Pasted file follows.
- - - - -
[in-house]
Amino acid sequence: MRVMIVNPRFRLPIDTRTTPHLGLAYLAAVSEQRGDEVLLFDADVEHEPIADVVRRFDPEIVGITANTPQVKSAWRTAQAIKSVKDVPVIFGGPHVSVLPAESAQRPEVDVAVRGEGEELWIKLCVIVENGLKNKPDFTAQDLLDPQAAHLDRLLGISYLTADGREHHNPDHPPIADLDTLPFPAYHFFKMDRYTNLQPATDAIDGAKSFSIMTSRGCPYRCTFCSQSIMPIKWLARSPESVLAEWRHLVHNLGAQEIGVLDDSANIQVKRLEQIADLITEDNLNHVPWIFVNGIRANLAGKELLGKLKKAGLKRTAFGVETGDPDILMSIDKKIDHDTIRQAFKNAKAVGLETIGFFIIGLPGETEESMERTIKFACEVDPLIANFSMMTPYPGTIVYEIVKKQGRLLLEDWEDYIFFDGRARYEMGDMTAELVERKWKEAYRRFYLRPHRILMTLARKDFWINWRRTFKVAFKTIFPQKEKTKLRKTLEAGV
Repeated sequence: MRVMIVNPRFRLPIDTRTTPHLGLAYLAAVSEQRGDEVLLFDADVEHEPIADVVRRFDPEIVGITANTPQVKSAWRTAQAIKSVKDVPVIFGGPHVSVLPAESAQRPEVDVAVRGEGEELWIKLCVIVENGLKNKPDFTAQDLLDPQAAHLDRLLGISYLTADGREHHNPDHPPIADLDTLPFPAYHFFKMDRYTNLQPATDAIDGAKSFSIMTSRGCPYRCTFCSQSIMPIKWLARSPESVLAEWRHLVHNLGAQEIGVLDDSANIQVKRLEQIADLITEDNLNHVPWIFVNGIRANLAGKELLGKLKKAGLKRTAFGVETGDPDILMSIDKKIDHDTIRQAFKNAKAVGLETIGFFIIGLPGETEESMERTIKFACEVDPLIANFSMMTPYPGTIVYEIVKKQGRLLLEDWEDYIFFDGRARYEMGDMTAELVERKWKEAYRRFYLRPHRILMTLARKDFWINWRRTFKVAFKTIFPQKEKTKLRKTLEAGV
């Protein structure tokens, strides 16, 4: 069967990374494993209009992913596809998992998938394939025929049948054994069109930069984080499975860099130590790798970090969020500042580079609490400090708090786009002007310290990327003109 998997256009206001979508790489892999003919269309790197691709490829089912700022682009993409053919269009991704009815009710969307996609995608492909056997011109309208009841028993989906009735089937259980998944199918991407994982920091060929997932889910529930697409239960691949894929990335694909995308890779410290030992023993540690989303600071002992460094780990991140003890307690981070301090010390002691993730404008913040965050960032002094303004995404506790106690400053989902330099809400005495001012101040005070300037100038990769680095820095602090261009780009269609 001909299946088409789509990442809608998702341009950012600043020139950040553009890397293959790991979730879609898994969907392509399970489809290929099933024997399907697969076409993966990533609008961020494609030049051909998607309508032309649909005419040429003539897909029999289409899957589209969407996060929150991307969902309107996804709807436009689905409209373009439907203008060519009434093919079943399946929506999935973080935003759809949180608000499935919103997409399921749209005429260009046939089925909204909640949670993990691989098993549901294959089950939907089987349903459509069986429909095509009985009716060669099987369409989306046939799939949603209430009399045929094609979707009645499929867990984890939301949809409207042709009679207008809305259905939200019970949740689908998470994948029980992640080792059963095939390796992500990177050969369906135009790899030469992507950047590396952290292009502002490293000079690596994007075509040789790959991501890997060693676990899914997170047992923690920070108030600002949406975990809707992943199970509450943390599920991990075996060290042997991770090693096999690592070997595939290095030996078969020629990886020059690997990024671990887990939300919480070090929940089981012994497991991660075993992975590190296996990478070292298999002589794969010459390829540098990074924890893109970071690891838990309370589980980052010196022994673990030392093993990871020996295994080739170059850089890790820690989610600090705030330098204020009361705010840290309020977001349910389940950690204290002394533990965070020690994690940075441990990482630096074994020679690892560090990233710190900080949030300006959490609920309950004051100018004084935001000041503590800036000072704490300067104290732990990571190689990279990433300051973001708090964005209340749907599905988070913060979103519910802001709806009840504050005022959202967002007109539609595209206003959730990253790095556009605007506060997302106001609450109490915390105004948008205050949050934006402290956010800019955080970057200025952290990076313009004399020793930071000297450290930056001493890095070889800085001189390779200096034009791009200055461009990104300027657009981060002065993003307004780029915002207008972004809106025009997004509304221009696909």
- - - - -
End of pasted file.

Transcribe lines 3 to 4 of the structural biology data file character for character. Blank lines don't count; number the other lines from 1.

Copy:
Repeated sequence: MRVMIVNPRFRLPIDTRTTPHLGLAYLAAVSEQRGDEVLLFDADVEHEPIADVVRRFDPEIVGITANTPQVKSAWRTAQAIKSVKDVPVIFGGPHVSVLPAESAQRPEVDVAVRGEGEELWIKLCVIVENGLKNKPDFTAQDLLDPQAAHLDRLLGISYLTADGREHHNPDHPPIADLDTLPFPAYHFFKMDRYTNLQPATDAIDGAKSFSIMTSRGCPYRCTFCSQSIMPIKWLARSPESVLAEWRHLVHNLGAQEIGVLDDSANIQVKRLEQIADLITEDNLNHVPWIFVNGIRANLAGKELLGKLKKAGLKRTAFGVETGDPDILMSIDKKIDHDTIRQAFKNAKAVGLETIGFFIIGLPGETEESMERTIKFACEVDPLIANFSMMTPYPGTIVYEIVKKQGRLLLEDWEDYIFFDGRARYEMGDMTAELVERKWKEAYRRFYLRPHRILMTLARKDFWINWRRTFKVAFKTIFPQKEKTKLRKTLEAGV
């Protein structure tokens, strides 16, 4: 069967990374494993209009992913596809998992998938394939025929049948054994069109930069984080499975860099130590790798970090969020500042580079609490400090708090786009002007310290990327003109 998997256009206001979508790489892999003919269309790197691709490829089912700022682009993409053919269009991704009815009710969307996609995608492909056997011109309208009841028993989906009735089937259980998944199918991407994982920091060929997932889910529930697409239960691949894929990335694909995308890779410290030992023993540690989303600071002992460094780990991140003890307690981070301090010390002691993730404008913040965050960032002094303004995404506790106690400053989902330099809400005495001012101040005070300037100038990769680095820095602090261009780009269609 001909299946088409789509990442809608998702341009950012600043020139950040553009890397293959790991979730879609898994969907392509399970489809290929099933024997399907697969076409993966990533609008961020494609030049051909998607309508032309649909005419040429003539897909029999289409899957589209969407996060929150991307969902309107996804709807436009689905409209373009439907203008060519009434093919079943399946929506999935973080935003759809949180608000499935919103997409399921749209005429260009046939089925909204909640949670993990691989098993549901294959089950939907089987349903459509069986429909095509009985009716060669099987369409989306046939799939949603209430009399045929094609979707009645499929867990984890939301949809409207042709009679207008809305259905939200019970949740689908998470994948029980992640080792059963095939390796992500990177050969369906135009790899030469992507950047590396952290292009502002490293000079690596994007075509040789790959991501890997060693676990899914997170047992923690920070108030600002949406975990809707992943199970509450943390599920991990075996060290042997991770090693096999690592070997595939290095030996078969020629990886020059690997990024671990887990939300919480070090929940089981012994497991991660075993992975590190296996990478070292298999002589794969010459390829540098990074924890893109970071690891838990309370589980980052010196022994673990030392093993990871020996295994080739170059850089890790820690989610600090705030330098204020009361705010840290309020977001349910389940950690204290002394533990965070020690994690940075441990990482630096074994020679690892560090990233710190900080949030300006959490609920309950004051100018004084935001000041503590800036000072704490300067104290732990990571190689990279990433300051973001708090964005209340749907599905988070913060979103519910802001709806009840504050005022959202967002007109539609595209206003959730990253790095556009605007506060997302106001609450109490915390105004948008205050949050934006402290956010800019955080970057200025952290990076313009004399020793930071000297450290930056001493890095070889800085001189390779200096034009791009200055461009990104300027657009981060002065993003307004780029915002207008972004809106025009997004509304221009696909």